Clea Desebrock

Stipendiary Lecturer

My research has two main threads: self-representation and social biases in (multisensory) perception and action; and adolescent wellbeing and mental health. I am currently working on new research at the intersection of these areas. Alongside self-representation, I have interests in anxiety and autistic cognition. I have extensive experience in patient and public involvement and engagement (PPIE) and co-production. I am passionate about public outreach and laying the groundwork for co-developing interventions and applications in wellbeing and mental health.

My research methodologies draw on techniques from cognitive, social, and developmental psychology, social neuroscience, and psychophysics (e.g., mental chronometry, surveys, and previously, EEG, tDCS), and involve both quantitative and qualitative research. I also use multisensory tasks (i.e. using audiovisual stimuli) to investigate social biases impacting both audition and vision.

At Somerville, I teach the undergraduate prelim course in Psychology (subjects including: developmental psychology, sensory processes and perception, social psychology, psychobiology, and cognitive psychology) and on the Psychology for Medicine course.

I completed my DPhil in Experimental Psychology at Oxford in 2022, and went on to join Somerville College as lecturer in Experimental Psychology, and Postdoctoral Research Fellow in adolescent mental health (University of Reading). Prior to my DPhil, I worked as a Research Assistant in stroke research at the Cognitive Neuropsychology Centre (CNC), and as a Laboratory Demonstrator in Neuroanatomy and Perception, at the Department of Experimental Psychology. I also have a background in music and sound production, and alongside my academic research have engineered and consulted on sound for departmental academic research projects, as well as co-developed evidence-based music-, art-, and video-based ‘wellbeing tools’ to support adolescent mental health.


Selected Publications

Keil, J., Barutchu, A., Desebrock, C., & Spence, C. (2023). More of me: Self-prioritization of numeric stimuli. Journal of Experimental Psychology: Human Perception and Performance.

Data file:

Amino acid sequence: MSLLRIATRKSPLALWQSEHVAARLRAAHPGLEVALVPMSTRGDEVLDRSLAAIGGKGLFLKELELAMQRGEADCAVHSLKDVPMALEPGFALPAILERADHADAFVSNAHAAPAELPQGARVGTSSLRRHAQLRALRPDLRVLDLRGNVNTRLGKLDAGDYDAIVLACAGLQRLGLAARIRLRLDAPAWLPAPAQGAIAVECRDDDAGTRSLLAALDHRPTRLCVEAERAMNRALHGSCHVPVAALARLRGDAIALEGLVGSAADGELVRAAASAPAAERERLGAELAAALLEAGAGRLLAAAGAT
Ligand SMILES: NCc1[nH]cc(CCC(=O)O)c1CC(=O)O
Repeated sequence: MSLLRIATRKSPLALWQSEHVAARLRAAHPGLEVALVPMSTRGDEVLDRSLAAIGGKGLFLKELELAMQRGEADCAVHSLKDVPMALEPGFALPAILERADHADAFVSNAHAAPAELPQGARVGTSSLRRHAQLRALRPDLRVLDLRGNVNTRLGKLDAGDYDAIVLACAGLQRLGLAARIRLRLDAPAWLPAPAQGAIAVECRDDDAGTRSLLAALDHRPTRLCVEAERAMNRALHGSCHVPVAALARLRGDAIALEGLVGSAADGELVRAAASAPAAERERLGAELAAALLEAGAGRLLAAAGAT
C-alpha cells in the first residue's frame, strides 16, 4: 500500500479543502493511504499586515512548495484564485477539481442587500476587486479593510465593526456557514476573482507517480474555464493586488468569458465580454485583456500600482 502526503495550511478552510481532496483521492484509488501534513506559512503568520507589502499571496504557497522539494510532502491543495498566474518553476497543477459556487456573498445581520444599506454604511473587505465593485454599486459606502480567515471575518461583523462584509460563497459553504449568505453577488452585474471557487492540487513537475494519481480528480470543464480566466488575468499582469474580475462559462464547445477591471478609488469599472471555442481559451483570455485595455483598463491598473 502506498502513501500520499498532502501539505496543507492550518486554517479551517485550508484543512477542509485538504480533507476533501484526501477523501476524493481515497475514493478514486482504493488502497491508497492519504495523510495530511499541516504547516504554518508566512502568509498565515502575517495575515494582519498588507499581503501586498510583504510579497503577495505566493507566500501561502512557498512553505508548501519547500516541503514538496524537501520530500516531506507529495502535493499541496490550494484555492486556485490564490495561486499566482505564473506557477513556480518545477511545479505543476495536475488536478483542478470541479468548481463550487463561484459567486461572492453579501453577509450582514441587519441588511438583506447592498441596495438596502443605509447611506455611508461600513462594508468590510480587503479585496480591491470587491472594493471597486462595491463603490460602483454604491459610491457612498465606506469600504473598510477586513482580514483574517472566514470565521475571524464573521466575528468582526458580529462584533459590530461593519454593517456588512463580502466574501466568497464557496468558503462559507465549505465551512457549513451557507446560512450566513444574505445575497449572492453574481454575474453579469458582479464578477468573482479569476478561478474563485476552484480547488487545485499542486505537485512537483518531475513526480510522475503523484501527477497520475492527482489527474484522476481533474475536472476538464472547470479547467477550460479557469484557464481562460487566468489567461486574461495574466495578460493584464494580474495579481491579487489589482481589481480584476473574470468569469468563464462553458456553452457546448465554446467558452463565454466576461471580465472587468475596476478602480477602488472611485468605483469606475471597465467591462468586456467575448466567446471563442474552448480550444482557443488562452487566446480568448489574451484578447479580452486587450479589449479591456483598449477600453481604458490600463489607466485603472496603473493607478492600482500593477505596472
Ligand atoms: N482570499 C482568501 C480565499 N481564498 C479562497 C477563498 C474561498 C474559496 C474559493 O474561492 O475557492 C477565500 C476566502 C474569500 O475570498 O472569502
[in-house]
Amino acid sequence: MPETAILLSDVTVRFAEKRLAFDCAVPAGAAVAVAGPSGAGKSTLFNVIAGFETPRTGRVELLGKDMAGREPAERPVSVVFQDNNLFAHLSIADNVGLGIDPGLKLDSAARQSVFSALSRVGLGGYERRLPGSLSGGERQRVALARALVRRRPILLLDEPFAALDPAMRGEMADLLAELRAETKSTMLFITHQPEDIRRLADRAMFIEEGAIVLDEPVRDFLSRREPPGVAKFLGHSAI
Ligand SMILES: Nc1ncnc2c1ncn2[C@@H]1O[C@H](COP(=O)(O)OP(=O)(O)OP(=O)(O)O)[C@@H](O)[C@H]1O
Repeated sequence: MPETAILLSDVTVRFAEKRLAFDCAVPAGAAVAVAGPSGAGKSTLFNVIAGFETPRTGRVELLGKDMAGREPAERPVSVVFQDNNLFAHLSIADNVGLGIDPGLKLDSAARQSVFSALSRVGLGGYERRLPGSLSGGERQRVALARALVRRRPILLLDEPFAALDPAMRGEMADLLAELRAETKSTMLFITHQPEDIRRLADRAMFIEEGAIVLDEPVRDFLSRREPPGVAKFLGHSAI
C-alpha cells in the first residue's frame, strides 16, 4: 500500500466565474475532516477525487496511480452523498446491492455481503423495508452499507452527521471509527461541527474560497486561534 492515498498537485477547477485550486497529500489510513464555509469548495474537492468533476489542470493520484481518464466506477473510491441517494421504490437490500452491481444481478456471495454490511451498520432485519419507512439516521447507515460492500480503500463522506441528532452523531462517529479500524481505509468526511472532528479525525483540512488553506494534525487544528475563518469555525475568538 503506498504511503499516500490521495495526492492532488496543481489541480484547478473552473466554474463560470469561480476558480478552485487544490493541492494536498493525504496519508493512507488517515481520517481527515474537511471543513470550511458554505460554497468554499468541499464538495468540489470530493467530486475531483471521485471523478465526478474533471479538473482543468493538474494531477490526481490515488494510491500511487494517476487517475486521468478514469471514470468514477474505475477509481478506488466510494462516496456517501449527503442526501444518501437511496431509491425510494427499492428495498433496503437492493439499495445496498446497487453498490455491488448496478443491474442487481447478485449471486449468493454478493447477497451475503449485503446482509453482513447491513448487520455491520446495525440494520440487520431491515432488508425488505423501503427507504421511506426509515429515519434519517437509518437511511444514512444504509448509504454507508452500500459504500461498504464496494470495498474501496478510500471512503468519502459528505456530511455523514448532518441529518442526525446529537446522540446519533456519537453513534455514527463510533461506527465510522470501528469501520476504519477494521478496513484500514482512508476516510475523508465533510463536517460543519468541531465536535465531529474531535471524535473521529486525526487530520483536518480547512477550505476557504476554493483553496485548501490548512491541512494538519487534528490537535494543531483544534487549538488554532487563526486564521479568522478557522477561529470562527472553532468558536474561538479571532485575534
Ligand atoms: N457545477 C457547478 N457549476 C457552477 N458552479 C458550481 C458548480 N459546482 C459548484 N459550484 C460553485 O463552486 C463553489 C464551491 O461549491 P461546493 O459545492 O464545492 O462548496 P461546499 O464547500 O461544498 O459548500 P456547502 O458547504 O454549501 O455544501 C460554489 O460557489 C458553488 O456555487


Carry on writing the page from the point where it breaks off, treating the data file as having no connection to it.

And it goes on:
Desebrock, C., Barutchu, A., & Spence, C. (2022). The influence of empathy and perceived closeness on self- and friend-biases in arm-movements. Journal of Experimental Psychology: Human Perception and Performance.

Desebrock, C., Spence. C., & Barutchu, A. (2022). Self-prioritization with unisensory and multisensory stimuli in a matching task. Attention, Perception, and Psychophysics.

Desebrock, C., & Spence. C. (2021). The Self-Prioritization Effect: Self-referential processing in movement highlights modulation at multiple stages. Attention, Perception, and Psychophysics, 83(6), 2656-2674 

Graven, T., & Desebrock, C. (2021). Touching and hearing the shapes: How auditory angular and curved sounds influence proficiency in recognising tactile angle and curve shapes when experienced and inexperienced in using haptic touch. British Journal of Visual Impairment.

Graven, T., & Desebrock, C. (2019). Investigating the effect of visual imagery and learning shape-audio regularities on bouba and kiki. Journal of Visualized Experiments, 151. e59954

Desebrock, C. (2019). The power of our names, faces, and the Self-Reference Effect: is there more than meets the eye? The Quarterly, 111, 17-19

Desebrock, C., Sui, J., & Spence, C. (2018). Self-reference in action: Arm-movement responses are enhanced in perceptual matching. Acta Psychologica, 190, 258-266.

Graven, T., & Desebrock, C. (2018). Bouba or kiki with and without vision: Shape-audio regularities and mental images. Acta Psychologica, 188, 200-212.

Desebrock, C., Sui, J., & Spence, C. (2016). The power of self-reference in action: Prioritized processing of self-relevant stimuli extends from perception to response execution. Perception, 45, 65-66.

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